The Advanced Photon Source
a U.S. Department of Energy Office of Science User Facility

2020

Information in the media about coronavirus (COVID-19) research at Argonne and the APS continues to mount.
A potential drug target has been identified in a newly mapped protein of SARS-CoV-2, the virus that causes coronavirus disease 2019 (COVID-19). The structure was solved by a team including the University of Chicago, the U.S. Department of Energy’s Argonne National Laboratory, Northwestern University Feinberg School of Medicine and the University of California, Riverside School of Medicine.
With funding from the DOE for a two-year pilot program, scientists from the five light sources have formed a Data Solution Task Force that will demonstrate, build, and implement software, cyberinfrastructure, and algorithms that address universal needs between all five facilities.
Here's how to contact the APS Users Organization with any questions/concerns/feedback/ideas/problems.
Mark Beno, a senior chemist at the U.S. Department of Energy’s Argonne National Laboratory, has been posthumously awarded the distinction of Fellow by the American Association for the Advancement of Science for his expertise in chemical crystallography.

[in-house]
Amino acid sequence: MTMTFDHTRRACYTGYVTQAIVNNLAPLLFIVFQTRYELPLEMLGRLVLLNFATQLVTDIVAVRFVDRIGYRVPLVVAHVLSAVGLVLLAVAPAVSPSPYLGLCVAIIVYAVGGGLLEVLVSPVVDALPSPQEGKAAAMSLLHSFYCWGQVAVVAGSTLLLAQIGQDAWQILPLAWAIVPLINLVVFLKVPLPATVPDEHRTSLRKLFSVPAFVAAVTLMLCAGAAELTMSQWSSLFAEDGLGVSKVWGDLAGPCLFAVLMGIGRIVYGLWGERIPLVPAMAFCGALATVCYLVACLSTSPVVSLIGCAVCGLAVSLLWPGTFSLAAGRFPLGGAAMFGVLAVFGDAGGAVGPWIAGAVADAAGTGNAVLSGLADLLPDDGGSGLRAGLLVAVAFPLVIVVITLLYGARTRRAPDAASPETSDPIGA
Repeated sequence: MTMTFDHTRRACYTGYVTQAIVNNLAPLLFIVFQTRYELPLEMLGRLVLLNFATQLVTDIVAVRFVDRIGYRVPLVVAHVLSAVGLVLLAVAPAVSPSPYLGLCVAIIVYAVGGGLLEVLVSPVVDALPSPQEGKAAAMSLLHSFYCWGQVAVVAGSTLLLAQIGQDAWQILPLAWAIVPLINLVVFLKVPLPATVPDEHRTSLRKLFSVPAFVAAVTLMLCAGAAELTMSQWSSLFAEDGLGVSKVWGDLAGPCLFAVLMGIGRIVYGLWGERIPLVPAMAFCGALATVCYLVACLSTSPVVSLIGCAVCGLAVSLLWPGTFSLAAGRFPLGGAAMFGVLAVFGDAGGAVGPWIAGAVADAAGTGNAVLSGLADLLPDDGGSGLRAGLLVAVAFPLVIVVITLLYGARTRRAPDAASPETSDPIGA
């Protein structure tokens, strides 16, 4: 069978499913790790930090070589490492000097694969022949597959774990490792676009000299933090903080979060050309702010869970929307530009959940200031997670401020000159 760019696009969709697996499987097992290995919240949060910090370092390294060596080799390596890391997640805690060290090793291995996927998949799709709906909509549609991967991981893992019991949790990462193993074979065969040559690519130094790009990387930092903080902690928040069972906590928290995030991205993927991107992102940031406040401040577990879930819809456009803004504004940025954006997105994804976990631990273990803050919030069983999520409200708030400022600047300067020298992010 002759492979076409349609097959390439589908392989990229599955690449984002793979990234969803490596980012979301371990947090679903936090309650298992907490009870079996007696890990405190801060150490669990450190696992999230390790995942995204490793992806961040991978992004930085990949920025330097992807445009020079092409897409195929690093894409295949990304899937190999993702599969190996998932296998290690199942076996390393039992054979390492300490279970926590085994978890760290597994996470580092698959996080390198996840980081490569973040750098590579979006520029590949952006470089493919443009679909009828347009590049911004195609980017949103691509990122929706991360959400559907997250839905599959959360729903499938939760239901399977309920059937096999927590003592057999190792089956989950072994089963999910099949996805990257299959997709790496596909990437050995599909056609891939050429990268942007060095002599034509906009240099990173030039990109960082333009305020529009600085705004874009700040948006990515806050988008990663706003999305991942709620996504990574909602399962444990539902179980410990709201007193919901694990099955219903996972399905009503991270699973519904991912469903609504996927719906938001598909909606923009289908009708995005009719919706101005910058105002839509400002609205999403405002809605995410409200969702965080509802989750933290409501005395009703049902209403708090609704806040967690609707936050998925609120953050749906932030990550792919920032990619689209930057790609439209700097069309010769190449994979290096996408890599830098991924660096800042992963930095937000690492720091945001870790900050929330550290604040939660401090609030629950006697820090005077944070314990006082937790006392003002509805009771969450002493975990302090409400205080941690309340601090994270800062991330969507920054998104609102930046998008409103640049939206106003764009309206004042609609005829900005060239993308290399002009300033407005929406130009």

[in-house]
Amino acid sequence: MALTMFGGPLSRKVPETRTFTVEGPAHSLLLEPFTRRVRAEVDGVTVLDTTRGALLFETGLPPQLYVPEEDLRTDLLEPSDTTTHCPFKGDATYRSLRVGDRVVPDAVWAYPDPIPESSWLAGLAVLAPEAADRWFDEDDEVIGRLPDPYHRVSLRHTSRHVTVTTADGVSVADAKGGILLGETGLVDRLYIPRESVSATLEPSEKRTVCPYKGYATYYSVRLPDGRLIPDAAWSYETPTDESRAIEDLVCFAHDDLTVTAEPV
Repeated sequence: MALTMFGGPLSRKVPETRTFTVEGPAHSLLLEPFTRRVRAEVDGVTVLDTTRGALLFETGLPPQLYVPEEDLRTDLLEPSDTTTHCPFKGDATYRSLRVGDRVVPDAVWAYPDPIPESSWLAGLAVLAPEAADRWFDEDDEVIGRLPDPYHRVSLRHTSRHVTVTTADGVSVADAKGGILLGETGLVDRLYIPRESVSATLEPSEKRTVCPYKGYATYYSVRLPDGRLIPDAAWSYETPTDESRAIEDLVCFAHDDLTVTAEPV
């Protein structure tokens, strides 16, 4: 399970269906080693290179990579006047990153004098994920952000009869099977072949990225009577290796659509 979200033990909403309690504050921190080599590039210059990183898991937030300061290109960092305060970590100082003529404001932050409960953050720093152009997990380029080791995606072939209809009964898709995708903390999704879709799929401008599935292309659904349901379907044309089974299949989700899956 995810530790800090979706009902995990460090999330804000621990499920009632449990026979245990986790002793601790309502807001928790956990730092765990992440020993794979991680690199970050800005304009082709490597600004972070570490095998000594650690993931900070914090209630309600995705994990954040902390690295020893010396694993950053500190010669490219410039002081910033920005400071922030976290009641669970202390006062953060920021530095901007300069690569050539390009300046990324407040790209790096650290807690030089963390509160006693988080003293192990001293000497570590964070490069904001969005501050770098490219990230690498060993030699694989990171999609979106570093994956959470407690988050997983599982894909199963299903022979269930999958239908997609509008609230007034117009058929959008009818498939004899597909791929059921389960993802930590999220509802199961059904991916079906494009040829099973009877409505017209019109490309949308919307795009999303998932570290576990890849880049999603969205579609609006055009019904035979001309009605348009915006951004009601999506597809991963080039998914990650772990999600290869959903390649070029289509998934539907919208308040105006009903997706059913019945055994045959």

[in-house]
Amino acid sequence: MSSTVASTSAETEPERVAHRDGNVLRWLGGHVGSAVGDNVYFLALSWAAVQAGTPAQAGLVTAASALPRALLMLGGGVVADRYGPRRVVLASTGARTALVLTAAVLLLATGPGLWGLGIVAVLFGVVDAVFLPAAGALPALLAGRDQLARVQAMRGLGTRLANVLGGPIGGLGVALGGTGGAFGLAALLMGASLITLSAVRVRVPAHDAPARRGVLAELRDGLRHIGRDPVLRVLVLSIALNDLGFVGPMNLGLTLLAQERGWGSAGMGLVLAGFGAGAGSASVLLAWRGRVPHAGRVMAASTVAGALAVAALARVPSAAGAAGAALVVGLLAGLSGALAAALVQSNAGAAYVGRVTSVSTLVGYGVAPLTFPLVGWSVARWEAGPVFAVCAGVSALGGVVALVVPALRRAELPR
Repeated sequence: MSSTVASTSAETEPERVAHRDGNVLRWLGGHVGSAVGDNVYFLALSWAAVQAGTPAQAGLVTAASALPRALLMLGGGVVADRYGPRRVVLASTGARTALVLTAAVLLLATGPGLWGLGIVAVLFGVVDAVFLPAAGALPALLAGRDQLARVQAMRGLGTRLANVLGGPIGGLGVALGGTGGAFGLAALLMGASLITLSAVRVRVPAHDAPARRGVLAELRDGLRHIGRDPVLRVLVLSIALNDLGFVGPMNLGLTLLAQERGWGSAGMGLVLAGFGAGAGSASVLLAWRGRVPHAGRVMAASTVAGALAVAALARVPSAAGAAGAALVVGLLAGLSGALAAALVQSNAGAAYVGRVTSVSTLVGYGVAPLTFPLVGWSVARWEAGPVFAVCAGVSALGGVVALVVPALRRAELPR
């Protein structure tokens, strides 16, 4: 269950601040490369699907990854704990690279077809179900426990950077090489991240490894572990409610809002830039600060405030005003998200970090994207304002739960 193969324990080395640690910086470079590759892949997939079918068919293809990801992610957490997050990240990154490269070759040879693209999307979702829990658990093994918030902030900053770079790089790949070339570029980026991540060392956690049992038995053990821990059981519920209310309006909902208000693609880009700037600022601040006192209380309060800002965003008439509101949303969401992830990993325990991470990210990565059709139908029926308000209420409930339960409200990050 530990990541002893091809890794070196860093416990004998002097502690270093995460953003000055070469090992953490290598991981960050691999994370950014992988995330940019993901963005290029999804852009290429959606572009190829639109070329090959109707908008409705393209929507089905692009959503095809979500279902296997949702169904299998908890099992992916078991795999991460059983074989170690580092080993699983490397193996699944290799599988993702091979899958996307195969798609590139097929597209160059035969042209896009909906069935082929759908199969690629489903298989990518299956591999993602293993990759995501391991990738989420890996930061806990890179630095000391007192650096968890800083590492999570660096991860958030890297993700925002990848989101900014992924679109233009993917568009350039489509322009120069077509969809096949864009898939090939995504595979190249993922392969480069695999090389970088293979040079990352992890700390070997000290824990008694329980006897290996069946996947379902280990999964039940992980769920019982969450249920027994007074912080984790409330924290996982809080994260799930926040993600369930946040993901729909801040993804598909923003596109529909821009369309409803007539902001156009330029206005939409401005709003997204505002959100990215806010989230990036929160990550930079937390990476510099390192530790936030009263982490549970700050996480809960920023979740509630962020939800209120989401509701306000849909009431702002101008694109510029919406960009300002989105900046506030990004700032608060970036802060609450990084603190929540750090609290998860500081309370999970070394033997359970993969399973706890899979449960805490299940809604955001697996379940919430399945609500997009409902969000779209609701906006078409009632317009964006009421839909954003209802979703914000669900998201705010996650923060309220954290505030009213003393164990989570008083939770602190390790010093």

From WIRED via "Yahoo news": Believe it or not, levitating objects aren't just the stuff of science fiction and magic shows. There are actually many different forms of levitation including something called acoustic levitation, which uses powerful sound waves to trap objects in mid-air. WIRED spoke with a physicist [Chris Benmore] at Argonne National Laboratory to find out how acoustic levitation works and what it's used for. 
The Physical Chemistry Division of the American Chemical Society has announced that Lin X. Chen has received the 2020 Award in Experimental Physical Chemistry. Chen is a senior chemist in the Chemical Sciences and Engineering division of the U.S. Department of Energy’s Argonne National Laboratory, as well as a professor in the Department of Chemistry at Northwestern University.
From the Smithsonian Magazine SMARTNEWS: A team of researchers first stumbled upon their discovery while examining grasshoppers in the [Advanced Photon Source at] Argonne National Laboratory, a device that uses synchrotron X-rays to generate precise, high-quality images and video.
From "Trilobites" in The New York Times, January 13, 2020: Grasshoppers have to deal with blood pressure issues when they are upside down, according to research at the Advanced Photon Source.
The 22nd National School on Neutron and X-ray Scattering will be held on June 13-27, 2020, at the U.S. Department of Energy’s Argonne National Laboratory and Oak Ridge National Laboratory.